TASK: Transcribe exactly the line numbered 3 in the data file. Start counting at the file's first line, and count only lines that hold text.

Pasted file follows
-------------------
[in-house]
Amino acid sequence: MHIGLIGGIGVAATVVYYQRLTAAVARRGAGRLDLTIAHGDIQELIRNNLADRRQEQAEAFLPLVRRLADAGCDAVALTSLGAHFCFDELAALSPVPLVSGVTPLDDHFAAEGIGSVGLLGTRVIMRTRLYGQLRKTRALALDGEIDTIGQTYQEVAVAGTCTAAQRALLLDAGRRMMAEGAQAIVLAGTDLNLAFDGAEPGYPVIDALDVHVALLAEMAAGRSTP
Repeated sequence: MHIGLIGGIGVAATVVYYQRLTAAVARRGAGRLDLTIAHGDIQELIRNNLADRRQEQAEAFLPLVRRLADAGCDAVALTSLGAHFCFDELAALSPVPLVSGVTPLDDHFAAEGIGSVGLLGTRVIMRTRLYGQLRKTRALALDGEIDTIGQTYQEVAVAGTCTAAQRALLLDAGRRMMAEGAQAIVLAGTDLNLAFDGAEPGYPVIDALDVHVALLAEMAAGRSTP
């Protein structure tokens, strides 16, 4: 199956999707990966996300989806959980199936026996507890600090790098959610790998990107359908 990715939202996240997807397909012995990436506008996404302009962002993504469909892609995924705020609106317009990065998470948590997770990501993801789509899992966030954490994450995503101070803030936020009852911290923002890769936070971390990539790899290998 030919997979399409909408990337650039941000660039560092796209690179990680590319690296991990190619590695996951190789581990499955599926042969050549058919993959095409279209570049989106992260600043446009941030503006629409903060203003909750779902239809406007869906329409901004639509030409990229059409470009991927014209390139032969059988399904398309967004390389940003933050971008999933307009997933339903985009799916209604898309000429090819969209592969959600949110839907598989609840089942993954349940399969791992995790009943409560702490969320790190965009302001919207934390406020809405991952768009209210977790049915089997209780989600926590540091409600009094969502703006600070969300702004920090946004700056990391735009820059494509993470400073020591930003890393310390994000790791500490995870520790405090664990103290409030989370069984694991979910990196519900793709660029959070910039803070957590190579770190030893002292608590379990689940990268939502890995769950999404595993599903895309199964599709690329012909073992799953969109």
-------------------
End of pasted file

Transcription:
Repeated sequence: MHIGLIGGIGVAATVVYYQRLTAAVARRGAGRLDLTIAHGDIQELIRNNLADRRQEQAEAFLPLVRRLADAGCDAVALTSLGAHFCFDELAALSPVPLVSGVTPLDDHFAAEGIGSVGLLGTRVIMRTRLYGQLRKTRALALDGEIDTIGQTYQEVAVAGTCTAAQRALLLDAGRRMMAEGAQAIVLAGTDLNLAFDGAEPGYPVIDALDVHVALLAEMAAGRSTP